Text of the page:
‘And when everything had calmed down, you meant to ask for a little money from a certain person, eh?’ said Craddock.
Mitzi turned on him like an angry cat.
‘And why not? Especially if one day there will be money - much, much money. Oh! I have heard things - I know about this Pippenemmer - this secret society which she - she looked at Julia - ‘works for. Yes, I was waiting before I asked for money - but now I am afraid. So I will tell what I know.’
‘All right,’ said the Inspector. ‘What do you know?’
‘I will tell you,’ said Mitzi. ‘On that night I am not in the kitchen cleaning silver as I said - I am already in the dining- room when I hear the gun. I look through the keyhole. The hall is black, but the gun goes off again and the torch falls - and it swings round as it falls - and I see her. I see her there close to him with the gun in her hand. I see Miss Blacklock.’
‘Me?’ Miss Blacklock sat up in surprise. ‘You must be mad!’
‘But that’s not possible!’ cried Edmund.
Craddock interrupted with a voice as cold and sharp as a knife.
‘Isn’t it, Mr Swettenham? And why not? Because it wasn’t Miss Blacklock who was standing there with the gun? It was you, wasn’t it? You took Colonel Easterbrook’s gun. You made the arrangement with Rudi Scherz. When the lights went out, you hurried through the oiled door. You shot at Miss Blacklock and then you killed Rudi Scherz. A few seconds later, you were back in the sitting-room.’
For a moment, Edmund could not speak. Then he said, ‘That’s a crazy idea. Why me? What motive had I got?’
‘If Miss Blacklock dies before Mrs Goedler, two people inherit her money, remember? The two that we know of as Pip and Emma. Julia Simmons is Emma-‘
‘And you think I’m Pip?’ Edmund laughed. ‘That’s crazy.’
‘He isn’t Pip.’ The voice came from the shadows in the corner. Phillipa Haymes came forward, her face pale. ‘I’m Pip.’
‘You, Mrs Haymes?’
‘Yes. Everybody has been thinking that Pip was a boy - Julia knew, of course, that her twin was another girl - I don’t know why she didn’t say so this afternoon-‘
‘Family loyalty,’ said Julia. ‘I suddenly realised who you were. I’d had no idea until that moment.’
‘I’d had the same idea as Julia,’ said Phillipa, her voice shaking a little. ‘After I - lost my husband and the war ended, I wondered what I was going to do. My mother died years ago. I found out about my Goedler relations. Mrs Goedler was dying, and after her death the money would go to a Miss Blacklock. I found out where Miss Blacklock lived and I - I came here. I hoped that Miss Blacklock might, perhaps, help me with Harry’s education. And then,’ Phillipa spoke faster, ‘that hold-up happened and I began to be afraid. Because I thought that the only person with a motive for killing Miss Blacklock was me.’
She stopped and pushed her fair hair back. Craddock suddenly realised that the photograph in the box of letters was a picture of Phillipa’s mother. They looked the same. He knew too why the mention of closing and unclosing hands had seemed familiar - Phillipa was doing it now.
‘Miss Blacklock has been good to me,’ said Phillipa. ‘Very, very good to me - I didn’t try to kill her. I never thought of killing her. But I’m Pip.’ She added, ‘You see, you needn’t suspect Edmund anymore.’
‘Needn’t I?’ said Craddock. ‘Edmund Swettenham’s a young man, perhaps, who would like to marry a rich wife. But she wouldn’t be a rich wife unless Miss Blacklock died before Mrs Goedler. So he had to make sure that happened - didn’t you, Mr Swettenham?’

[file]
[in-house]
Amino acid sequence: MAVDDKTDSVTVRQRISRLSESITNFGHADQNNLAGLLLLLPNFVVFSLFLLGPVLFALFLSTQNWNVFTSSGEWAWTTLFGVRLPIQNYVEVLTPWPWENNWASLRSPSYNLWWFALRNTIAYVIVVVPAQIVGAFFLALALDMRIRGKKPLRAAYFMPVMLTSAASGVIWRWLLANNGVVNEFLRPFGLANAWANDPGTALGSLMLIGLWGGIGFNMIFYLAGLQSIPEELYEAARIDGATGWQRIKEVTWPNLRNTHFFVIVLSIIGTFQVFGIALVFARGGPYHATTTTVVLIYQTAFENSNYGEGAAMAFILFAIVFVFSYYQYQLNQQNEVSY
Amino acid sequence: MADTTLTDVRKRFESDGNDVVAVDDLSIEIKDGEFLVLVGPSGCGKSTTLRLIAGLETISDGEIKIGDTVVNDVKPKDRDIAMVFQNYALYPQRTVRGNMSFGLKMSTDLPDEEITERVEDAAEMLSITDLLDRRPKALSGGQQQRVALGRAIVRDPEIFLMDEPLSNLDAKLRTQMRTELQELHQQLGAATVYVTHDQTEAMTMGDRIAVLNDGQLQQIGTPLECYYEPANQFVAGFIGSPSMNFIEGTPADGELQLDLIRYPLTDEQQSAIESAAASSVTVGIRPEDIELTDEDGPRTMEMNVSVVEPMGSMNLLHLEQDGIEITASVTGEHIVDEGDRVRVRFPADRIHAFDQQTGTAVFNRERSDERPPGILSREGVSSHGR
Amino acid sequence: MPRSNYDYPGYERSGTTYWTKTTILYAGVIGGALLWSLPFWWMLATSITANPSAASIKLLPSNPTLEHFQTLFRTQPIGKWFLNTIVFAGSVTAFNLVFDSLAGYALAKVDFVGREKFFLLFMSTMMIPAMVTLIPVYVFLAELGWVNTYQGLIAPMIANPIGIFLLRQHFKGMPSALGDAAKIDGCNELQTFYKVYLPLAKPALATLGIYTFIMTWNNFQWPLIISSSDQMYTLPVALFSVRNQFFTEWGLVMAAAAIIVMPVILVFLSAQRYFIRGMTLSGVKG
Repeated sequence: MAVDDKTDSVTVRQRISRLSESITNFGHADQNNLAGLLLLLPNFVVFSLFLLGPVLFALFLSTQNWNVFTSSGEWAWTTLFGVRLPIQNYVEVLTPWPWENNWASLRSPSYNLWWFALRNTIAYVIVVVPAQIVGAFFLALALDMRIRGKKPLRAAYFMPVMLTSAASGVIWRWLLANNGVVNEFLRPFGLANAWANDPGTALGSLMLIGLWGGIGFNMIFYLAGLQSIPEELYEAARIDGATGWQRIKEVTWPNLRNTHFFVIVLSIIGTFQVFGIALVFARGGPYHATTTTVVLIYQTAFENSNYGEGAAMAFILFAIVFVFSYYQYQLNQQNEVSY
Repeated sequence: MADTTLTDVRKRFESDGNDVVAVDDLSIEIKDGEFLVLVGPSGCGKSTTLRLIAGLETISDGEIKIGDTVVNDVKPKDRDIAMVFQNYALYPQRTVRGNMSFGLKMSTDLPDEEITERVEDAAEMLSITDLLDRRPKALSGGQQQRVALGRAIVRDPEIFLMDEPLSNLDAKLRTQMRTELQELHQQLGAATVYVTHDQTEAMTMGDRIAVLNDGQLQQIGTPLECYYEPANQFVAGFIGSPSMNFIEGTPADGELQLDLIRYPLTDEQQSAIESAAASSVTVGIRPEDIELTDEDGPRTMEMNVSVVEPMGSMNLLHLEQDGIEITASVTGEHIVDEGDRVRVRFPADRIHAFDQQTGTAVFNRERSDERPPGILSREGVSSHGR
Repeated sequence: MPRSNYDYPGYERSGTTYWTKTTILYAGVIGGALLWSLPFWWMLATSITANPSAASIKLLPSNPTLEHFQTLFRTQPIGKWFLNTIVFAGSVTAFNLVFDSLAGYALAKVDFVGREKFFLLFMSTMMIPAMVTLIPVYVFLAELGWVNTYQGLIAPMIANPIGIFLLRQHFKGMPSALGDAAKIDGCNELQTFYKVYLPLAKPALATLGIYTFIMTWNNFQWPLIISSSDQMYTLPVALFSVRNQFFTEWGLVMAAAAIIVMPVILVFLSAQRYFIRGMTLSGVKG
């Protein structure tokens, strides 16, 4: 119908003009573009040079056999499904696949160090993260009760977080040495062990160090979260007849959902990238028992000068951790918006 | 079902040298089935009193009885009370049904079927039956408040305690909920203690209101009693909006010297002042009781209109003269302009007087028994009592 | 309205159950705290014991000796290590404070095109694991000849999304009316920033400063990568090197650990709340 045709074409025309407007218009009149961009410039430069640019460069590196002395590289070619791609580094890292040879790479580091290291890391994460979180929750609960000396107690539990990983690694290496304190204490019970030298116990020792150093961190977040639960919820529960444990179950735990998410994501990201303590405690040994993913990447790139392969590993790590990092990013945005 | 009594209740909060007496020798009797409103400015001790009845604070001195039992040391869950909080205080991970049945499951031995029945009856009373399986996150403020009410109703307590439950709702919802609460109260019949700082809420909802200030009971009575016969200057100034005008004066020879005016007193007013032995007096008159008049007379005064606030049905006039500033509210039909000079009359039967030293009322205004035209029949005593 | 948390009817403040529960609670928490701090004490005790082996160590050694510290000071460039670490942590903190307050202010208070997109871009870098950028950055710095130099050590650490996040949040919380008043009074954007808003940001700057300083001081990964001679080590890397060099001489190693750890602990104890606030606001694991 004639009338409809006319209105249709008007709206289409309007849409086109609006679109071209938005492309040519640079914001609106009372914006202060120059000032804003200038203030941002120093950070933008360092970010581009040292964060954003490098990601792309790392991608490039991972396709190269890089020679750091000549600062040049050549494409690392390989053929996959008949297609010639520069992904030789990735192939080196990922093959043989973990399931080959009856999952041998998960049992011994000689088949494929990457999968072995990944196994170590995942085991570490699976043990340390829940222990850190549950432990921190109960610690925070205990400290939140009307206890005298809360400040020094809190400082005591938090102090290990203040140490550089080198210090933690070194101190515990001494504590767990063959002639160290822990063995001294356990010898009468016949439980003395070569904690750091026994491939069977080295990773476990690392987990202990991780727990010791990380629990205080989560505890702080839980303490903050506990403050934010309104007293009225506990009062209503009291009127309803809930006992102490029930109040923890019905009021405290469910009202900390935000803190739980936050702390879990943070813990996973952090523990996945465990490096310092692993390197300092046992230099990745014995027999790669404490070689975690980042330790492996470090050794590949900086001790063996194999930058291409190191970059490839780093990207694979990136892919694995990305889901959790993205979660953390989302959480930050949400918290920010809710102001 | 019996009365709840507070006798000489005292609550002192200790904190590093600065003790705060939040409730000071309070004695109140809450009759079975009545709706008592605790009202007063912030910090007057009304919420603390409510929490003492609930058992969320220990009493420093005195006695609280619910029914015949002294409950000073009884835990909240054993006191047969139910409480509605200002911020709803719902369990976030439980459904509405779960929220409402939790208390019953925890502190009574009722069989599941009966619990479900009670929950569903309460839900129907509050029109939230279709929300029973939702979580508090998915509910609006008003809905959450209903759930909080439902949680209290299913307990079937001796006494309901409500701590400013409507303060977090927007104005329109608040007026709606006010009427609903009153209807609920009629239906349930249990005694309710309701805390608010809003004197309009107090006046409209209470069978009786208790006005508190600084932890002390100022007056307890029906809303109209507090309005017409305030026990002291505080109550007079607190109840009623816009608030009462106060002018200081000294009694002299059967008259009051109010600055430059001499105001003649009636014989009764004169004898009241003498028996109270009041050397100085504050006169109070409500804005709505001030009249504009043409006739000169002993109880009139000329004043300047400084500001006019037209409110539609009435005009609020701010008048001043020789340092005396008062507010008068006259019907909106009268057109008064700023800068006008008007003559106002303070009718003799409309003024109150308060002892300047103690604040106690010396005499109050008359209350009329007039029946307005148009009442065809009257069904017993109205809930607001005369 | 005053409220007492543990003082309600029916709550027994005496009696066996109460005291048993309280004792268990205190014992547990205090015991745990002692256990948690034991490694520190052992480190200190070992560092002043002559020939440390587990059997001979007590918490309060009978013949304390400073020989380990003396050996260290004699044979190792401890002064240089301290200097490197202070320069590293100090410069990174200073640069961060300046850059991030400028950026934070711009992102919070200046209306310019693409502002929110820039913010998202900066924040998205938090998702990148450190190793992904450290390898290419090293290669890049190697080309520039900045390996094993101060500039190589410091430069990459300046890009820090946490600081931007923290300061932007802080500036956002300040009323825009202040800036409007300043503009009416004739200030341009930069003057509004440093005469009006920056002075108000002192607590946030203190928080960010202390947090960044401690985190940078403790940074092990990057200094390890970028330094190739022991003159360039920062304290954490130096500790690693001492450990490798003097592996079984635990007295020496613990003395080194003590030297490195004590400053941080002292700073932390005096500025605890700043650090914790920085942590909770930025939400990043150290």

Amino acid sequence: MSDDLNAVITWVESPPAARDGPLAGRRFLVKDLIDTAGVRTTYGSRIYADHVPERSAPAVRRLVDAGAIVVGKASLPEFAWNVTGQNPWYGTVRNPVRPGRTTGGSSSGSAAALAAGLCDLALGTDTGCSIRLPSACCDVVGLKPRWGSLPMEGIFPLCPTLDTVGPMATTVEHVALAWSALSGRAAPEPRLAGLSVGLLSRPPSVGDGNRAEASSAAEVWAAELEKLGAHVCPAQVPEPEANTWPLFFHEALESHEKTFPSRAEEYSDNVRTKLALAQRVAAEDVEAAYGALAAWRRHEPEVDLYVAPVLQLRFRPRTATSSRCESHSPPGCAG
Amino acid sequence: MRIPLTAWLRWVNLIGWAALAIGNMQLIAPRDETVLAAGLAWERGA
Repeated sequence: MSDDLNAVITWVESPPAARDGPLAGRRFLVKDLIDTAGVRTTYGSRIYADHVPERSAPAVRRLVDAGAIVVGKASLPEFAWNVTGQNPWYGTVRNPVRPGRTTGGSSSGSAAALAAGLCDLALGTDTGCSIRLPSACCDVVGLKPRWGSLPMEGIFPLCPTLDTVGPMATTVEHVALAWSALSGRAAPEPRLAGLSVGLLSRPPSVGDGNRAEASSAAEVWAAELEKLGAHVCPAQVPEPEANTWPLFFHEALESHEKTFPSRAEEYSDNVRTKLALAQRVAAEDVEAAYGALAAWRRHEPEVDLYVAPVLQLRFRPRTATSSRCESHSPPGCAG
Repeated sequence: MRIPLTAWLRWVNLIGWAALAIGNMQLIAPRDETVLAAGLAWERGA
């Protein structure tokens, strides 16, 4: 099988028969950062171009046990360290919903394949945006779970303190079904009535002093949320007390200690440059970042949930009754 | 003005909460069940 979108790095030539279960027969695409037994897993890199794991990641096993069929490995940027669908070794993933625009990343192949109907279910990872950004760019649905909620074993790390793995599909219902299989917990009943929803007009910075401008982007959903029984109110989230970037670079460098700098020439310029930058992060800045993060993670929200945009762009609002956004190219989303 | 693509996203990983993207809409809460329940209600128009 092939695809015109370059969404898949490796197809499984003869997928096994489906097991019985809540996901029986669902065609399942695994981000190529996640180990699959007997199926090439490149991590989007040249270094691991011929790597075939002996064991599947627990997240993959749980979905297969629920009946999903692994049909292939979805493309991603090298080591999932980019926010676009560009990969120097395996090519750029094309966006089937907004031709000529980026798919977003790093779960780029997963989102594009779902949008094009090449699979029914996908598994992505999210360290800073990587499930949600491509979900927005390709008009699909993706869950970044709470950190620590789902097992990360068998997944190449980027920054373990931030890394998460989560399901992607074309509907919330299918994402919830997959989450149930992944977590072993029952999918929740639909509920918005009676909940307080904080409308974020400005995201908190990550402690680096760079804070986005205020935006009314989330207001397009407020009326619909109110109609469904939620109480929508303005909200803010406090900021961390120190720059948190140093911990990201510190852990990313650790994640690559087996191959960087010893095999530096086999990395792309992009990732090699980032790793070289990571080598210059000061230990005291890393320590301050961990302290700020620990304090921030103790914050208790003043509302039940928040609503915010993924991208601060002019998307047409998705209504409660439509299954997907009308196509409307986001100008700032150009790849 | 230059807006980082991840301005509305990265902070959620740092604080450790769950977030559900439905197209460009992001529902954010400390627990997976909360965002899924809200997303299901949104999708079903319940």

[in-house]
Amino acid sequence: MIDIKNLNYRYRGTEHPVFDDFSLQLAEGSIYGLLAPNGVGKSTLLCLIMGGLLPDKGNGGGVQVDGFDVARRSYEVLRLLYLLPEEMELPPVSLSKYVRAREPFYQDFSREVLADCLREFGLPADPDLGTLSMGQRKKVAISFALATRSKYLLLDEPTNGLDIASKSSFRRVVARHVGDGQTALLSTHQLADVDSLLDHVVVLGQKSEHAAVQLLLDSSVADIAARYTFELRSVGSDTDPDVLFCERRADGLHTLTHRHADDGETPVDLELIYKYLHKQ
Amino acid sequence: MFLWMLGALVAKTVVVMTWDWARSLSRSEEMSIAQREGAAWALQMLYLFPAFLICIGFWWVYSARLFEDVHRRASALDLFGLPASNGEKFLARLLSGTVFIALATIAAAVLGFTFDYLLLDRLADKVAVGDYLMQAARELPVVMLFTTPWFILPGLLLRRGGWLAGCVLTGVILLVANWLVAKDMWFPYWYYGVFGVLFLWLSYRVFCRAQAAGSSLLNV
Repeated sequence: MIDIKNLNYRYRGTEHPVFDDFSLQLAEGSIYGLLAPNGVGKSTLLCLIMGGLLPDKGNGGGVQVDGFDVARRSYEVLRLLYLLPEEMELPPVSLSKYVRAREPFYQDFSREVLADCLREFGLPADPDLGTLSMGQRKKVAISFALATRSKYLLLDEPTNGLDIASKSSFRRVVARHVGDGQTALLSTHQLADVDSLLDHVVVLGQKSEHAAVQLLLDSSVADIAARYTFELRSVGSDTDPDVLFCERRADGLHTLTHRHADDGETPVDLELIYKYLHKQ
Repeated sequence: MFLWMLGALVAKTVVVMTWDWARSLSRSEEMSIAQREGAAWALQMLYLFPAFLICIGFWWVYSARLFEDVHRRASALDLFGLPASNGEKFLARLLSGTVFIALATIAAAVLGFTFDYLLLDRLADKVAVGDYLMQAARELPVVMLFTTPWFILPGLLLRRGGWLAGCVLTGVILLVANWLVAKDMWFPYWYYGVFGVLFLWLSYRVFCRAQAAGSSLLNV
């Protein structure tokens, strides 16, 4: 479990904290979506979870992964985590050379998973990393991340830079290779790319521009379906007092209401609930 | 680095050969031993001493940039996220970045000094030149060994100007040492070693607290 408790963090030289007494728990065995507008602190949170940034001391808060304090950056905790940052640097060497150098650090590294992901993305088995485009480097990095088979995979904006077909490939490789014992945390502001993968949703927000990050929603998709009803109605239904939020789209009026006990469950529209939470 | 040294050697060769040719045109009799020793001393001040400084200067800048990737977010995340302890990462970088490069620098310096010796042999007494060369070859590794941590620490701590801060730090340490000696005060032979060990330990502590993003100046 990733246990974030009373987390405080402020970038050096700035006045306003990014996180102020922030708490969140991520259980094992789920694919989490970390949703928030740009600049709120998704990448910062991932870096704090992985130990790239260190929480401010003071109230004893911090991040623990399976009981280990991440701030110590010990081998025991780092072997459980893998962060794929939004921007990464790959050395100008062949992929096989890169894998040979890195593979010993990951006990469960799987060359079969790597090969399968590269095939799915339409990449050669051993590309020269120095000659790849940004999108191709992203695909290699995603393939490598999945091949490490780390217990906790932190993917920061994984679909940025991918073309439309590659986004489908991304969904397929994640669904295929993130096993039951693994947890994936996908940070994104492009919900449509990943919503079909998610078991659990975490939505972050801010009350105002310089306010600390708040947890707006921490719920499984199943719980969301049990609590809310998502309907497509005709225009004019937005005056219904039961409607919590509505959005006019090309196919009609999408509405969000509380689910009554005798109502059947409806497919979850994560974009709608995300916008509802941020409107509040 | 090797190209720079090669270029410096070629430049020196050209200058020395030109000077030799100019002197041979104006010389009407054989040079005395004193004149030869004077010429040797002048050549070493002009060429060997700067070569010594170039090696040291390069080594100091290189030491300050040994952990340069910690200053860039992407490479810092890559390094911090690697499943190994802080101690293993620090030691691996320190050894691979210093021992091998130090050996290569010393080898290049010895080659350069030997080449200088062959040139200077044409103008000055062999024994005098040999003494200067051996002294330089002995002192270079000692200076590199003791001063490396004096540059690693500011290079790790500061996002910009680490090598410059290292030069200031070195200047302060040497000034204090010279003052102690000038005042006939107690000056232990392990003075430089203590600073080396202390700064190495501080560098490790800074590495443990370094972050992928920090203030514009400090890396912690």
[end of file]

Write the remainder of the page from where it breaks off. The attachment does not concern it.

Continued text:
‘It’s a lie!’ Edmund shouted.
And then, suddenly, a sound was heard from the kitchen - a long, high scream of terror.
‘That isn’t Mitzi!’ cried Julia.
‘No,’ said Inspector Craddock, ‘it’s the murderer
When the Inspector had started shouting at Edmund Swettenham, Mitzi had left the sitting-room quietly and gone back to the kitchen. She was running water into the sink when Miss Blacklock entered.
‘What a liar you are, Mitzi,’ said Miss Blacklock. ‘And that isn’t the way to wash up. Wash the silver first, and fill the sink right up. You haven’t got enough water in there.’
Mitzi turned the taps on obediently.
‘You are not angry at what I say, Miss Blacklock?’ she asked. ‘Shall I go and say to the Inspector that I made it all up?’
‘He knows that already,’ said Miss Blacklock pleasantly.
Mitzi turned off the taps. As she did so, two hands came up behind her head and forced it down into the sink. Mitzi fought and struggled, but Miss Blacklock was strong and her hands held the girl’s head firmly under water.
Then, from somewhere quite close behind her, Dora Bunner’s voice rose up: ‘Oh, Lotty - Letty - don’t do it… Lotty.’
Miss Blacklock screamed. Her hands flew up in the air, and Mitzi’s head came up out of the water. Miss Blacklock screamed again and again - because there was no one else in the kitchen.
‘Dora, Dora, forgive me. I had to… I had to -‘
She rushed towards the door. Suddenly Sergeant Fletcher stepped out of the cupboard where the brushes were kept. Miss Marple stepped out behind him.
‘I’m very good at imitating people’s voices,’ said Miss Marple.
‘I witnessed your attempt to drown this girl, madam,’ said Sergeant Fletcher. ‘I must warn you, Letitia Blacklock -‘
‘Charlotte Blacklock,’ corrected Miss Marple. ‘That’s who she is, you know. Under that choker of pearls she always wears, you’ll find the mark left by the operation.’
‘Operation for goitre. I’ve known about it for some time.’
Charlotte Blacklock sat down by the table and began to cry.
‘Why did you do that?’ she said. ‘Make Dora’s voice come? I loved Dora. I really loved Dora.’
Inspector Craddock and the others had crowded in the doorway.
As soon as Mitzi could speak, she started to praise herself.
‘I did that well, didn’t I?’ she said. ‘I am clever! I am brave! Oh, I am brave! I was nearly murdered too.’
Miss Hinchcliffe rushed towards Charlotte Blacklock, but Sergeant Fletcher held her back.
‘No - no, Miss Hinchcliffe -‘
‘Let me get at her,’ Miss Hinchcliffe was saying. ‘Just let me get at her. She killed Amy Murgatroyd.’
Charlotte Blacklock looked up.
‘I didn’t want to kill her. I didn’t want to kill anybody - I had to - but it’s Dora I care about - oh, Dora, Dora-‘
And once again she dropped her head on her hands and cried.